British Canoeing Advanced White Water Safety and Rescue

I’m doing my Advanced White Water Leader award some nine years after I last tried it but stopped due to not enough experience on higher grade water.  I did the training last December and now I’ve redone the safety and rescue training which I last did in 2010.  This is a two day course I did with Sean of Wildriver on the upper Tees at Low Force in Englandshire.  It’s a scrapy river but served fine for the purposes of this course.


Starts with knots and ropes on land.  We looked at using trees as an anchor with a straight tie around using overhand knot and tape knot.  Then 3 wraps, tie 1, hook 2.  We looked at adding a line to pull on either direct, or at 90 degrees (less friction), adding an italian hitch to make it more controllable then making 2 to 1 pully, 3 to 1 pully, 4 to 1 pully, 3 to 1 with prussiks, adding a pully wheel to make it smoother, 4 to 1 with a pig rig.

In England you don’t need to do a warm up before you get on the water, it is built into the activity as you run across the farmer’s field before he shoots you for trespassing.

We moved onto the river and used the above to help move boats up and down a steep bank.  We also looked at ways to control a person decending down a steep bank with a line down then angel wings (holding line under both arms), south aftrican (holding line around legs) or attached to the chest harness and let out from above.

We went off syllabus and looked at paddle length and grip.  I have a very very short paddle (185cm) because it gives the high cadence and agility needed for freestyle but a more normal white water paddler will use a longer paddle (190 to 210cm) for more power on the stroke as well as being able to reach maybe a boof which needs to be lower down.  A WW or flat water racer will use a longer one still but that’s far too tiring for general WW boats.

We looked at swimming over a current, this just needs a powerful front crawl.  Any corkscrew is only if you don’t have the power to get over an eddy line. We moved to a faster rapid where the best technique to get across was a jump then swim.  This depends on being able to know you’re not jumping into any rocks.  The syllabus says you need to cover your face and crotch but it’s best to look like superman cos that’s cool.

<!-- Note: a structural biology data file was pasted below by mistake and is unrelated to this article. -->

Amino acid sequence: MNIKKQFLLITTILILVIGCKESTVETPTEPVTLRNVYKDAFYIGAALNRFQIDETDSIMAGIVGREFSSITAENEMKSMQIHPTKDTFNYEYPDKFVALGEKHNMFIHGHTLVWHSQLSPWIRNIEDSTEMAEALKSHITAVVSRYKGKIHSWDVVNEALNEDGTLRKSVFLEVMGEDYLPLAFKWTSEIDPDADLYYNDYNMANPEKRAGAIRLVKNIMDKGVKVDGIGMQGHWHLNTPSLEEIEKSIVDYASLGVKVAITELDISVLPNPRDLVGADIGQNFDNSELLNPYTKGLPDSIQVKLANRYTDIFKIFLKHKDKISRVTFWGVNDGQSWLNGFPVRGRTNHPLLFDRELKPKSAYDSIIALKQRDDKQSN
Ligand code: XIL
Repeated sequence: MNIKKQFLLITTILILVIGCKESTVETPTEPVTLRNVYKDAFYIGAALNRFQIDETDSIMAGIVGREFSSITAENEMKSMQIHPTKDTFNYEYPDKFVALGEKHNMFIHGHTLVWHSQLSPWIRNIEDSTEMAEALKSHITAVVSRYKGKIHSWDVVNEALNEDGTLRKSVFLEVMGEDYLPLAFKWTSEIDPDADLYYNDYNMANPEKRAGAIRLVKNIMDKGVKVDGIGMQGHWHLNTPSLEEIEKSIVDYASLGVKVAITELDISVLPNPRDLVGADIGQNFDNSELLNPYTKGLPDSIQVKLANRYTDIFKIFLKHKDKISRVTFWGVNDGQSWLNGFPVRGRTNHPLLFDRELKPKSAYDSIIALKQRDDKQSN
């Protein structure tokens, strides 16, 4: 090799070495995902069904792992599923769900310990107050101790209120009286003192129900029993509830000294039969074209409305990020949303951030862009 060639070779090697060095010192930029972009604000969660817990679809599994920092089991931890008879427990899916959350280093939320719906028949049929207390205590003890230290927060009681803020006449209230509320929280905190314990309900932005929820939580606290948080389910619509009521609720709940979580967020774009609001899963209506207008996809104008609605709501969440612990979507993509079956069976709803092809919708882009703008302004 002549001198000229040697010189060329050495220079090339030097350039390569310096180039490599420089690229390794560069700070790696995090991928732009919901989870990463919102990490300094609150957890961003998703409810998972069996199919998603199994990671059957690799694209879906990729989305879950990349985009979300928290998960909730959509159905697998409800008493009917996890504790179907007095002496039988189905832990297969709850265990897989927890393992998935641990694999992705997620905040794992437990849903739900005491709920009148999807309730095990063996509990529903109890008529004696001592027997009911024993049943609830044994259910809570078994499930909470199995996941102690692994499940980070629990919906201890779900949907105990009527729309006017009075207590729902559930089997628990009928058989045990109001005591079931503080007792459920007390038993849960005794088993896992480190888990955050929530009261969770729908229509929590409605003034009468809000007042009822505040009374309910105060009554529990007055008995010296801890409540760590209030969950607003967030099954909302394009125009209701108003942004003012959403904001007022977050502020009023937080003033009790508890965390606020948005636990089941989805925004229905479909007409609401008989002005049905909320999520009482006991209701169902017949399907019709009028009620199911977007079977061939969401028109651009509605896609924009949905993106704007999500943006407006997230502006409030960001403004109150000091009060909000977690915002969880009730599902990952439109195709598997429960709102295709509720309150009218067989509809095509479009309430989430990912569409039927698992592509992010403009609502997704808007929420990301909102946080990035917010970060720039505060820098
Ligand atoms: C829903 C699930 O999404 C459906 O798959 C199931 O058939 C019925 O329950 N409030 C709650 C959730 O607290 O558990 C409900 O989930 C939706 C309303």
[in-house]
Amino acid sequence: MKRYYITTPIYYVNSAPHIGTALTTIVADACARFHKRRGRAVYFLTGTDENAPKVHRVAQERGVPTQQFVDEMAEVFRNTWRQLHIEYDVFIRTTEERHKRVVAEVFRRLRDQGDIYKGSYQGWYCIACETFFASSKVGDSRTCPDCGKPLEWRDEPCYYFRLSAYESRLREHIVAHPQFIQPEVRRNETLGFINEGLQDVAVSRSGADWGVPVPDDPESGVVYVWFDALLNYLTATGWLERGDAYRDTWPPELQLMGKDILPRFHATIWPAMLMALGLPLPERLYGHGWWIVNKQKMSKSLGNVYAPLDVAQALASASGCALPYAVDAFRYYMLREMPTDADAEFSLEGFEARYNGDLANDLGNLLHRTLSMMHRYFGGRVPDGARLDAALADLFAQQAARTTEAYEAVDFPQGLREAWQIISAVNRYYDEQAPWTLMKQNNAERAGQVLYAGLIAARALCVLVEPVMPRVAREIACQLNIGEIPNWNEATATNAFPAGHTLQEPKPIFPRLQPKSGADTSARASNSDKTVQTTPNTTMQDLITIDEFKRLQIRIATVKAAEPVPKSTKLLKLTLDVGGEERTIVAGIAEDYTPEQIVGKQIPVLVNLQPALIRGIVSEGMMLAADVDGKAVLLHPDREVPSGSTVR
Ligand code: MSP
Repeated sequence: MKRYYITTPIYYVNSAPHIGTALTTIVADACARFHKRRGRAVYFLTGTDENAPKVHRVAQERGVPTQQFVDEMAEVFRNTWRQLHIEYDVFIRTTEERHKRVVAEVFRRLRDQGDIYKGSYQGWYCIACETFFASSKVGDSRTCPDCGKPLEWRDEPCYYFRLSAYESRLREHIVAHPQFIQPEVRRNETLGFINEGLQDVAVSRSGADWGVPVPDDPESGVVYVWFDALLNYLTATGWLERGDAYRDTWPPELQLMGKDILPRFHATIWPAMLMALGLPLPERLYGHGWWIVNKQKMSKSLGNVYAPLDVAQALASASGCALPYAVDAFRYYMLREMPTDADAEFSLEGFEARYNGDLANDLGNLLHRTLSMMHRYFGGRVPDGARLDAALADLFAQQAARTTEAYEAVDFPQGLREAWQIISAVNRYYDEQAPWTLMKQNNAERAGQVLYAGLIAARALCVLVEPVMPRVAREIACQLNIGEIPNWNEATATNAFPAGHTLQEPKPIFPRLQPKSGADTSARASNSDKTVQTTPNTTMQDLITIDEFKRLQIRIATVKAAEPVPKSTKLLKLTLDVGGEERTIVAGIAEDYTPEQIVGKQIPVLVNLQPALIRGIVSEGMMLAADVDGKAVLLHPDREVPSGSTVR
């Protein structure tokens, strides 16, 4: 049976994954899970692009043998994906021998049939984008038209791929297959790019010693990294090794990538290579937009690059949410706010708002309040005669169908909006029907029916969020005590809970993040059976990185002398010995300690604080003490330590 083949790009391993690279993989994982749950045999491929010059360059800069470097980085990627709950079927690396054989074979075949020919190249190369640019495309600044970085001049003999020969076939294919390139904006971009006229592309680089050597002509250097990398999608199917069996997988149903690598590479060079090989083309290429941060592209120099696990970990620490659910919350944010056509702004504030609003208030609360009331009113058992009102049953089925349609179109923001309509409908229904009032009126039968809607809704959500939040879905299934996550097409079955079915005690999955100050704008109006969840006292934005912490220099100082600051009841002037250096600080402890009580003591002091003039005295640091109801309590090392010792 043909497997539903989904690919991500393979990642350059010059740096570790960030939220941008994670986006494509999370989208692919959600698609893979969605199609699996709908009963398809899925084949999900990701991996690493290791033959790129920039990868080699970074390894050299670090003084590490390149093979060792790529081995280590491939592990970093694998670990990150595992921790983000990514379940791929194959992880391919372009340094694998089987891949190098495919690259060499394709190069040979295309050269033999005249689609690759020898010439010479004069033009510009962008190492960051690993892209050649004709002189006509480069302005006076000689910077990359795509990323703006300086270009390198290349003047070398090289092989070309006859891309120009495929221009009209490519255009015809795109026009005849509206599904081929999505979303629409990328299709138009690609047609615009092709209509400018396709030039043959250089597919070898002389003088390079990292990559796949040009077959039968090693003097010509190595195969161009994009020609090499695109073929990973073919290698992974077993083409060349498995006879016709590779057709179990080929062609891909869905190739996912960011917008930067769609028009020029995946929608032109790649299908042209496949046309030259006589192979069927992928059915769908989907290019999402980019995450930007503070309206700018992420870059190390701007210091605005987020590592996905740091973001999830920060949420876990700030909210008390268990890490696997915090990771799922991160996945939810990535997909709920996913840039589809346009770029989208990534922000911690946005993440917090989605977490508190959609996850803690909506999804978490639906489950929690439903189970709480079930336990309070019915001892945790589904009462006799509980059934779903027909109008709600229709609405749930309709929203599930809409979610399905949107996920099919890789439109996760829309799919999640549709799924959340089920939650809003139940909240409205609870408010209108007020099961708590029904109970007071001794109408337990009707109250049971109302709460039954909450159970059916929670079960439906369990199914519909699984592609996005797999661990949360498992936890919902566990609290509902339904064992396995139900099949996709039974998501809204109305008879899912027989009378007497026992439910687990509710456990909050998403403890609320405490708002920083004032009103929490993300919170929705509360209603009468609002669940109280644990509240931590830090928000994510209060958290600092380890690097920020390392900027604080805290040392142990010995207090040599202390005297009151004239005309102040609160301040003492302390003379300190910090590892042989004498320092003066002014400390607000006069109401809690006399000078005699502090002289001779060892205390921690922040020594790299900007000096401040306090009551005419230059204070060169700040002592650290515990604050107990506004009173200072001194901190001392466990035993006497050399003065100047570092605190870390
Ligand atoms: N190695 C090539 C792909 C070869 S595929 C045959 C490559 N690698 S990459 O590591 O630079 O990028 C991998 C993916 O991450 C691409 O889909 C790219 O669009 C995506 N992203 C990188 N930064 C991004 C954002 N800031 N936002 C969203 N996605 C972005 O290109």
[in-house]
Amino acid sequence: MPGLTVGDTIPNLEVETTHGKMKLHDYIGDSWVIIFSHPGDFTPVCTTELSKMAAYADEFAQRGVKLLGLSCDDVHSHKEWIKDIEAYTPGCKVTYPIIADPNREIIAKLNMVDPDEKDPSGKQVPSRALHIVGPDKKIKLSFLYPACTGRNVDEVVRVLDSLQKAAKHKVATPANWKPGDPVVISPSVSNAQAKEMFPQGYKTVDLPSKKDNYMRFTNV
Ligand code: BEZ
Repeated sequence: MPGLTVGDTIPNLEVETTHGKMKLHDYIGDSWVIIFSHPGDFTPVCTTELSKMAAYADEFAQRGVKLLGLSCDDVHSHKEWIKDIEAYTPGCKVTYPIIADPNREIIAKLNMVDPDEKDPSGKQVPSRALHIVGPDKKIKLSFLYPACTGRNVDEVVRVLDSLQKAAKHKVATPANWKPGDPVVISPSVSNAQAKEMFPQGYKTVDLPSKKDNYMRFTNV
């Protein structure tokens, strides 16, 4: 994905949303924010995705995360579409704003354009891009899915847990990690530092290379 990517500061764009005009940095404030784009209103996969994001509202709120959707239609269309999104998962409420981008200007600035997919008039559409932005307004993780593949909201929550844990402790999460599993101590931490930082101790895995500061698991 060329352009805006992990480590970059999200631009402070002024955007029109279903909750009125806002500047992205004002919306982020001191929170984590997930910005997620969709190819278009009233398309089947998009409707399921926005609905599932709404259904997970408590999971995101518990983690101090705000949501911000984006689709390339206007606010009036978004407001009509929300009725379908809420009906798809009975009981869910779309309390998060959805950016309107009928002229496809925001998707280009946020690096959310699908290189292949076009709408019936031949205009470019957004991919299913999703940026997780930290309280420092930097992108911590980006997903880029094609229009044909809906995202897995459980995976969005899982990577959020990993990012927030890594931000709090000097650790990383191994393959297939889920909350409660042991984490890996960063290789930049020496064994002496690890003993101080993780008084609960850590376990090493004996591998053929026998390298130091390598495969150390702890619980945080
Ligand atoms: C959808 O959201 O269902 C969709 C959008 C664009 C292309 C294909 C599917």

We looked at picking people up with a throwline.  It is often easier to try to bring them in direct towards you than to pendulum them downstream of you as that exerts greater force on your line.  We looked at live bait too where one person is attached to the throw line by their harness and jumps in to catch someone else, this needs some coordination such as who is holding the extra line to be released on jumping.  For extra speed consider just walking or running away from the river when pulling someone/thing.  We looked at picking up kit from the river including lots of live bait jumping.

On day 2 we made a synch for picking people out the river, two throwlines attached in a circle.  One way is both bags on either side, another way is both bags on one side. It’s faffy and the casualty will not make it easy because they’ll be panicking and it only works over a short distance.  But it might be useful.

We looked at in river rescues placing a person in the river using two throwlines on each bank and the person attached from the harness to both lines on a pendulum, Y and X formation.  It’s hard work and needs coordination.

We did a scenario with walking wounded helping them cross a river on a dual rope pendulum setup and moving them across rocky terrain.  It’s hard work.

The idea that you should hold a throwline with a grip of thumbs towards you is probably nonsense, use the best grip possible.

To take my WW river paddling to a decent next level I need to get a new dry suit (current one is 3.5 years old and reliably leaks all over), a new paddle (current one too short) and a new boat (currently I borrow broken club ones). When Brexit happens and the pound collapses I will be able to afford all this.